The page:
I can accept the notion of threshold concepts (TC) as a catchall, shorthand for concepts that typically prove troublesome to a significant number of students during a typical learning curve. Many students hit a learning wall during their development. The experience of many learners and teachers points to liminal spaces through those walls that once crossed offer the learner deeper insights into that subject in erstwhile unimaginable ways.
An example in English education in Japan is the BE verb. Most students begin equating it with the Japanese topic marker. Only when they ‘see’ its grammatical function do they create expressive and dynamic English sentences. This cognitive leap often does not happen until the mid-intermediate levels and beyond.
A major question we need to ask is if these TC are a function of the inherent complexity in a subject (i.e. most learners are likely to experience trouble with them) or are a function of instructional design (ID) (i.e. due to the typical presentation of information). Research points to the latter, yet many writers simply assume the former. Marton and Pang (2006) show how better ID can overcome difficulties. As Rowbottom explains, “concepts come in complex and atomic versions” (Rowbottom, 2007, p. 266). When I show an atomic analysis of the BE verb against the Japanese sentence structure, elementary students usually do not hit any walls later.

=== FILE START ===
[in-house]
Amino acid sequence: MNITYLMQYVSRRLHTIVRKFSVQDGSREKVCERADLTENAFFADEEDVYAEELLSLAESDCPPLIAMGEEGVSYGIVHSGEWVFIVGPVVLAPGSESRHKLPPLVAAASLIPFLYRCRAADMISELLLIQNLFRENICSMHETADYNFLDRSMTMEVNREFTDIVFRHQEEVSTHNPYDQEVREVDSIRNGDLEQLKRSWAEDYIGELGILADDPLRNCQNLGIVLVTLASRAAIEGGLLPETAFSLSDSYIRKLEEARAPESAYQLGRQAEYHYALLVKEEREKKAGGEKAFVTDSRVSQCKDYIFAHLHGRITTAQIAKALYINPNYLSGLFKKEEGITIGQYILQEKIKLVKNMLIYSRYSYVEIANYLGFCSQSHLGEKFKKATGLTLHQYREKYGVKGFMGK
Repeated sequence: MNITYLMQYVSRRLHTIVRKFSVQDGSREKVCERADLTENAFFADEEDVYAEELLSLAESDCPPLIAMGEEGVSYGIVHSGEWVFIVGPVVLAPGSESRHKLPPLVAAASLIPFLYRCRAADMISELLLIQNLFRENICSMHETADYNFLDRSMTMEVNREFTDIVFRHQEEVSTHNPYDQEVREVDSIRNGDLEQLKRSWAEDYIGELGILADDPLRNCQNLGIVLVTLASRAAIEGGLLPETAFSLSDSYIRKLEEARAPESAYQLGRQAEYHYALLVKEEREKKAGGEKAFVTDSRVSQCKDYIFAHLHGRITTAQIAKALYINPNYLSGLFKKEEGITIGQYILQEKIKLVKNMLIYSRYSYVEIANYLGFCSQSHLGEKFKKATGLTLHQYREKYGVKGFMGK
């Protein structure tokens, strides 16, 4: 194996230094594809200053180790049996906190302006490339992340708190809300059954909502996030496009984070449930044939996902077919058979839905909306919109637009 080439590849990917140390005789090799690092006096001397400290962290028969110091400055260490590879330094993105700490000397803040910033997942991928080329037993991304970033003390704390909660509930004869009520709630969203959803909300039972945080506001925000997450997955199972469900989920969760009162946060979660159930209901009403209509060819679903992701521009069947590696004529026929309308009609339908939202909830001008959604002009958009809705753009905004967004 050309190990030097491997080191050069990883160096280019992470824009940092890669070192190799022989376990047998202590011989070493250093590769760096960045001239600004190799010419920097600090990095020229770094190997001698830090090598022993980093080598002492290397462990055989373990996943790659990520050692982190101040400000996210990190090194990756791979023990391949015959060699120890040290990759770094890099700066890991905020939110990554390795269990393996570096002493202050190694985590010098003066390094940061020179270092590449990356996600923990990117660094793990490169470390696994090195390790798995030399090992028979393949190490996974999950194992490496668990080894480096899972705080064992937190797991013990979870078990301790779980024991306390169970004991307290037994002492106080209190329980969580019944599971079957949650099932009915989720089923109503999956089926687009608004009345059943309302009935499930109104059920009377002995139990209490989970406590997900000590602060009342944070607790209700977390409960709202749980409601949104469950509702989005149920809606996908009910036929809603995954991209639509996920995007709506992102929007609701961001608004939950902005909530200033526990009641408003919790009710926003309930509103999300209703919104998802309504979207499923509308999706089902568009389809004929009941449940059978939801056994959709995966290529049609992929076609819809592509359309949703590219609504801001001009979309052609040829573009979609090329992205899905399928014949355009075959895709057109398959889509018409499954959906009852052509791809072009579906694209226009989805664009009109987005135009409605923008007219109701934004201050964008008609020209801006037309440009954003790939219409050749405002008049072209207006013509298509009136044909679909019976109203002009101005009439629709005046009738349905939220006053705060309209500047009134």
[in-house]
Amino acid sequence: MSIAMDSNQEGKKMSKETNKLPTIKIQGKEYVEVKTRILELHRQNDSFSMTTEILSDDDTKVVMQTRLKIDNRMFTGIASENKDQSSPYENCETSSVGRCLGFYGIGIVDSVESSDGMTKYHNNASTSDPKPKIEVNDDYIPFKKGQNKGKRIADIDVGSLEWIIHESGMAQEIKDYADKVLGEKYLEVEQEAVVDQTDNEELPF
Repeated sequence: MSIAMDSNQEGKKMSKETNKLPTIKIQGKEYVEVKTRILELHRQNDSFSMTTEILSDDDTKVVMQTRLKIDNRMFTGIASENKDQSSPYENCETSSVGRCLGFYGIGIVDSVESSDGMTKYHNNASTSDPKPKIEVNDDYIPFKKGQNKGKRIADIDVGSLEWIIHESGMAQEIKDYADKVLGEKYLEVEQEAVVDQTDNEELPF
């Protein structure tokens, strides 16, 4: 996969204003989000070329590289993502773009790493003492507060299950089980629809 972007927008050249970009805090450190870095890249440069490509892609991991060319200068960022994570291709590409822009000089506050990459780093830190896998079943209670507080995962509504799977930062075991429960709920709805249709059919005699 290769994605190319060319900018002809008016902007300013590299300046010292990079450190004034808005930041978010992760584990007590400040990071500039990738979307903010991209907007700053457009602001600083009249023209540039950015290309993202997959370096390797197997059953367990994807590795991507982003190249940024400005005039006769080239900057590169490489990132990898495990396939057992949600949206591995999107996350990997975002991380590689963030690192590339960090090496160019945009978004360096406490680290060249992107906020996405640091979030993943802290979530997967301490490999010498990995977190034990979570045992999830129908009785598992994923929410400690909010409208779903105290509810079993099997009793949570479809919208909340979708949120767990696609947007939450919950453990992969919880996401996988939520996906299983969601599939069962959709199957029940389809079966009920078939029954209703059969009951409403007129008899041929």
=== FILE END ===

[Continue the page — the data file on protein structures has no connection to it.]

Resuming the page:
Without a clear theory of TC, a facile application of them is akin to people today using the term race in the 19th-century meaning: useful but flawed.
Marton, F., & Pang, M. F. (2006). On Some Necessary Conditions of Learning. Journal of the Learning Sciences, 15(2), 37–41. doi:10.1207/s15327809jls1502
Rowbottom, D. P. (2007). Demystifying threshold concepts. Journal of Philosophy of Education, 41(2), 263–270. doi:10.1111/j.1467-9752.2007.00554.x